Evan had a friend come up or I might have had to play! :D Not that I would have minded playing just for the hell of it but it was a competition and I wouldn't burden anyone with having me for a partner! :D
Evan, looking sharp!
So, it was a fun day of watching people play and chatting with Hannah, a girl who has been camping here but who I hadn't seen much of due to her having a bit of a stomach bug (Welcome to Guatemala!), and a Canadian woman named Natalie.  They grilled burgers and also had these baked ham sandwiches that were pretty phenomenal.  Though, I really think my favorite lunch has been the marinated eggplant with homemade pesto!  Those of you who know how serious of a carnivore I am know how great that sandwich must have been for me to chose it as my favorite!

Stacy had made a special request for her last dinner and I offered to help Tom in the kitchen. We made “happy balls” which are balls of fried deliciousness that you make with leftover (mashed) potatoes and whatever fresh veg you feel like tossing in; she had also put some mashed garbonzo beans in the mix. I was in charge of a salad, which was pretty basic except that we added some toasted flax, cardamom and pepitoria (a type of squash here) seeds and she used a handful of some type of spice that I wasn't familiar with, which I think was from somewhere near her home country of Israel. We also made fresh pitas and she had baked some veg with one of the most delicious marinades I've ever tasted in my life! For dessert Stacy had requested fried plantains baked in a bunch of alcohol (and set on fire, but I don't think that happened!).

There was a bit of a party for Stacy's last night but Tom and I were chatting so when it got loud we moved into the movie room where it was a bit more quiet and after a bit Chimene joined us. At one point there was dancing and moonwalking happening on the big table in the main room of the lodge! : D

I woke up early so I could say goodbye to Stacy and Chimene. If it had just been Stacy I probably would have slept in because I barely know her and I knew she would be preoccupied with saying goodbye to her crew but I hadn't gotten a picture of either her or Chimene and I definitely wanted to say goodbye to Chimene! It's the weirdest thing but I totally didn't feel like I'd only known her for a couple of days. There have been few times in my life that I have had such a feeling of familiarity with a person I've only just met- so few in fact that I can't even think of another example... She said she felt the same way so it was nice to know that I made as much of an impression on her as she made on me. She said she has a feeling our paths will cross again someday. I hope so.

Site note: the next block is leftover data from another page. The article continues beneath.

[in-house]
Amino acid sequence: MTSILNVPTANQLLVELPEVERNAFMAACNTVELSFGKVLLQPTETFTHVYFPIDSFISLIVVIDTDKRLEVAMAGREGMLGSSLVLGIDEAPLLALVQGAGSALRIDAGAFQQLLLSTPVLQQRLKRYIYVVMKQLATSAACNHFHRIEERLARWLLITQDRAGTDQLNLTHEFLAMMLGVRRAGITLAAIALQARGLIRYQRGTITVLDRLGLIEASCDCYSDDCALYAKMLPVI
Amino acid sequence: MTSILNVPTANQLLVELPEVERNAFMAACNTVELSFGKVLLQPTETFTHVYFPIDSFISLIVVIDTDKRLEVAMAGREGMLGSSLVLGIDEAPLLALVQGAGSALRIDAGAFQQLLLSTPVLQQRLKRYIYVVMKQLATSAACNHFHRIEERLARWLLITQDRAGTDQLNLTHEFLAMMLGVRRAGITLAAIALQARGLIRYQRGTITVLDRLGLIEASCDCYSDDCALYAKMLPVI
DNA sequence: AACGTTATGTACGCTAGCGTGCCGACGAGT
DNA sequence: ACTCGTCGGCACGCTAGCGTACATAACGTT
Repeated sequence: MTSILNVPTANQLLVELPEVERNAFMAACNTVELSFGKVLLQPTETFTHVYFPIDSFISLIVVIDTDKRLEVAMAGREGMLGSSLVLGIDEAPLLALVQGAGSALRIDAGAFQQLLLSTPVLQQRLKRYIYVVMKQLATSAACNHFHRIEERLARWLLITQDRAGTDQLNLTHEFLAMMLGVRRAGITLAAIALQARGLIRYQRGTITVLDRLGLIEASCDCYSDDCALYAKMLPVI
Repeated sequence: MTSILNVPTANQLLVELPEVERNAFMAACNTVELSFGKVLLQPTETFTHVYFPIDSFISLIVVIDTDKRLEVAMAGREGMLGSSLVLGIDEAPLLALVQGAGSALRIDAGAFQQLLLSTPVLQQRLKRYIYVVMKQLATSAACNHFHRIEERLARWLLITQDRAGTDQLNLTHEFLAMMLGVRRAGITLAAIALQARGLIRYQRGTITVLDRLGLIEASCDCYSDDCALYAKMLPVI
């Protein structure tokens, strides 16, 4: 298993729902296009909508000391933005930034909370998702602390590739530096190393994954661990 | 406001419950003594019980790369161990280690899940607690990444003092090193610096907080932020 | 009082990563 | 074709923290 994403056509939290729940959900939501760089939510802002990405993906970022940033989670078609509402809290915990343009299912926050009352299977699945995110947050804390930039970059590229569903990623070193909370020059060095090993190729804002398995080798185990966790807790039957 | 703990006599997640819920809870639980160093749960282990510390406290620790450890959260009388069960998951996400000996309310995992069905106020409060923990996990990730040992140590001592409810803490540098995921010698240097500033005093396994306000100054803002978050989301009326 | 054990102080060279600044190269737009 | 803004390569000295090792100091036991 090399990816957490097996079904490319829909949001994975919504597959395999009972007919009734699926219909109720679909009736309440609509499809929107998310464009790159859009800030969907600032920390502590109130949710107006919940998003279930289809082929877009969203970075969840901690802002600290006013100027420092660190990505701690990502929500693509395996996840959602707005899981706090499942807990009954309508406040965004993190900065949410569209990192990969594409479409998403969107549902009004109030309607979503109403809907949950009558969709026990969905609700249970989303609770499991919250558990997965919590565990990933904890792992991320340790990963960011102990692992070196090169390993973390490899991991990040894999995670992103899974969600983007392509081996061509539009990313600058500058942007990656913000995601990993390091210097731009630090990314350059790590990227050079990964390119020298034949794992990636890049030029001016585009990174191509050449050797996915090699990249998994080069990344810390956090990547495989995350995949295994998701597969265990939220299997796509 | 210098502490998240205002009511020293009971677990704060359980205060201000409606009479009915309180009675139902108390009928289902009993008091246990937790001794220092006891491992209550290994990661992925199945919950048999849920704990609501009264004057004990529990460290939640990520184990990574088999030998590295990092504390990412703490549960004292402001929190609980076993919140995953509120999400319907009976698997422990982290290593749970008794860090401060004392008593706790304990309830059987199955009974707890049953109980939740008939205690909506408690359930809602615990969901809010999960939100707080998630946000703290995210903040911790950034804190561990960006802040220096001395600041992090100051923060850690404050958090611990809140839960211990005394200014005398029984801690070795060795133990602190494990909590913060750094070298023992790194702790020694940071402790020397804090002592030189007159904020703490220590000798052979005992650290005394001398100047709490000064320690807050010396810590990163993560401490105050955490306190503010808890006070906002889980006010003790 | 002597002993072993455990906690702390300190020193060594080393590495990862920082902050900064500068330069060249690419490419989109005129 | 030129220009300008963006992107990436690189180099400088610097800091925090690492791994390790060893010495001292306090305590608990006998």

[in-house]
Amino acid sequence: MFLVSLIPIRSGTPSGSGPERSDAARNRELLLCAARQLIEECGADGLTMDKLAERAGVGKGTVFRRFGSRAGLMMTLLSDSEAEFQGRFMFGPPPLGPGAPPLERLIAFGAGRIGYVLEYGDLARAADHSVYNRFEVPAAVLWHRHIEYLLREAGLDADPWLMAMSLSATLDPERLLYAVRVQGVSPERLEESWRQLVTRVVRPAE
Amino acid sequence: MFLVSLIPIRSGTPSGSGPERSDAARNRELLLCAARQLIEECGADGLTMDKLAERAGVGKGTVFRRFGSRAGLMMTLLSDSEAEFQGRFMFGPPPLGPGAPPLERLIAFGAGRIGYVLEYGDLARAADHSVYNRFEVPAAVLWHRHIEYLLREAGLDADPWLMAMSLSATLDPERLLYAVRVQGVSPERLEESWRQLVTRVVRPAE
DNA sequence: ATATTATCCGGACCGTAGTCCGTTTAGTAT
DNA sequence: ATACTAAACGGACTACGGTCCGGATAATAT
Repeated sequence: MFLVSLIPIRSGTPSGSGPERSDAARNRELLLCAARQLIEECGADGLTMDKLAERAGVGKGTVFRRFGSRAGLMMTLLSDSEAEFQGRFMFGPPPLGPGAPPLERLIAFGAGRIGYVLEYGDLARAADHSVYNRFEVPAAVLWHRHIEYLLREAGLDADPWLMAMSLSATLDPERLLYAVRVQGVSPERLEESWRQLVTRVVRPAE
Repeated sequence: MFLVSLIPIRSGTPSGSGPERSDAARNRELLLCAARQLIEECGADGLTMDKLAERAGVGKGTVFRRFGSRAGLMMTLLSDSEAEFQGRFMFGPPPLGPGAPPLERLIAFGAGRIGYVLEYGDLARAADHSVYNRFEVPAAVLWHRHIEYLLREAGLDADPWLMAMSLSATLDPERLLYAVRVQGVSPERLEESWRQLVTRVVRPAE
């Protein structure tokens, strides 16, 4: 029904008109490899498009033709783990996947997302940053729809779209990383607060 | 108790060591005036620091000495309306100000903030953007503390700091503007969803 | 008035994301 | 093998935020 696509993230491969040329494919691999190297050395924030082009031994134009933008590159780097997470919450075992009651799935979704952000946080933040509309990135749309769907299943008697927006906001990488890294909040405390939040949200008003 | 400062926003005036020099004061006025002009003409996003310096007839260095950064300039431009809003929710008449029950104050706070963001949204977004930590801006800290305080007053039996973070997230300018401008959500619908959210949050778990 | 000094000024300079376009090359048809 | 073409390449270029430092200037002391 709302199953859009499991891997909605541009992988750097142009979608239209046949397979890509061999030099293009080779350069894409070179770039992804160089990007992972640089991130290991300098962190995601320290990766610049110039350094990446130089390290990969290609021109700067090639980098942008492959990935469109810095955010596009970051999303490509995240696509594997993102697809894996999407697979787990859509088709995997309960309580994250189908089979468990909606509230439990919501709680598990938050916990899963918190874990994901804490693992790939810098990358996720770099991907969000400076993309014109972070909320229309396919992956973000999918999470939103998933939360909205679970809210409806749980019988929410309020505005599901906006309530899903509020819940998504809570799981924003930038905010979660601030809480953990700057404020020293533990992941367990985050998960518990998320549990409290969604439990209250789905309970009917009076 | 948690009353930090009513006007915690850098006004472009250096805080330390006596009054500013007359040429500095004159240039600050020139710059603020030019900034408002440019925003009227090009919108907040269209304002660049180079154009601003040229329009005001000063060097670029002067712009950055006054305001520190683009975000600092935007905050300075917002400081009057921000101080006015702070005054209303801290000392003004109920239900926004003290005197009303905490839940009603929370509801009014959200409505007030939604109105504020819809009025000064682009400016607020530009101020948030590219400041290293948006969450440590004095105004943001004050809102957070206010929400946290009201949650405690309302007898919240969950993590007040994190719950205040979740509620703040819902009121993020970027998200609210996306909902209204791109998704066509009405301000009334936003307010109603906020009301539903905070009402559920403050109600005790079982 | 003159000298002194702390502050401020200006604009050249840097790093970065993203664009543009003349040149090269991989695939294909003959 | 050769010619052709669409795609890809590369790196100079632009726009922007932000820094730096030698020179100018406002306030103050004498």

From left to right, Stacy, me, Chimene and Tom.  Probably SHOULD have taken off the blanket/robe thing that I had found in the movie room but it was deliciously warm!
It's now about 9 am on my last day here (full day- I'll have to leave tomorrow) and I'm getting ready to go on a hike with Tom.

February 28

The hike was awesome; Hannah came with us but turned back halfway there because her stomach was still bothering her. We ended up hiking a loop around the previous hike I had done and the first half of the hike involved some “bush wacking” as we managed to take a wrong turn and our trail eventually deteriorated to what we think was probably a bunch of kid's trails through the forest! Much of the time was spent climbing up hills steep enough to necessitate the use of our hands. Good times though!
Hannah, and (almost invisible) Tom walking up a hill in one of the clearer areas.

Tom has a wonderful connection with the Earth.  She was barefoot for most of our hike.

Really tiny and SUPER SUPER vibrant (my camera is shit!) Indian Paintbrush (?).
We eventually found our destination- a “pila” in the middle of nowhere! Pilas are sinks that Latin American people use to wash their clothes. They usually consist of a shallow, sloped sink that often has ridges on the bottom of it (like a built-in washing board) and then one or two other, deeper sinks filled with water. You wash clothes (or dishes) in the shallow side and then rinse with water you scoop from the deep side. So, yeah. Pila in the middle of nowhere- seriously! There may have been a family or two living within a couple of kilometers of the pila but the closest actual town was at least an hour's walk away! Unfortuantely we only had a few minutes to hang there because Tom had to get back to make dinner.

Looking down onto the pila
This picture is actually of these weird wormy looking deposits (or maybe they are creatures?  I don't know!  I spent at least 5 minutes trying to figure which they were!) on the sides of the pila but if you have a fantastic imagination (or are on some type of hallucinogen!) it looks like a scene out of Dune, with a night sky behind two of the giant worms... or maybe it's just me!  :D

I had an amazing time at Earth Lodge, really didn't want to leave and even up until the point where I put my pack on and started hiking out I was still really close to booking for another three days!  Luckily there is this wonderful thing called technology so I can stay in touch with all the amazing people I met there.

I'm back in Antigua at the Jungle Party hostel again.  Not sure where I'll go next!  Was thinking about Monte Rico but apparently it's not turtle season anymore so that sort-of squashes my motivation to go there.  Not sure why I am not just moving on to the lake already... maybe tomorrow...

Goodbye Earth Lodge!  I will miss you!

1 comment:

  1. And you said nobody was reading this...This place looks gorgeous. I wouldn't want to leave either.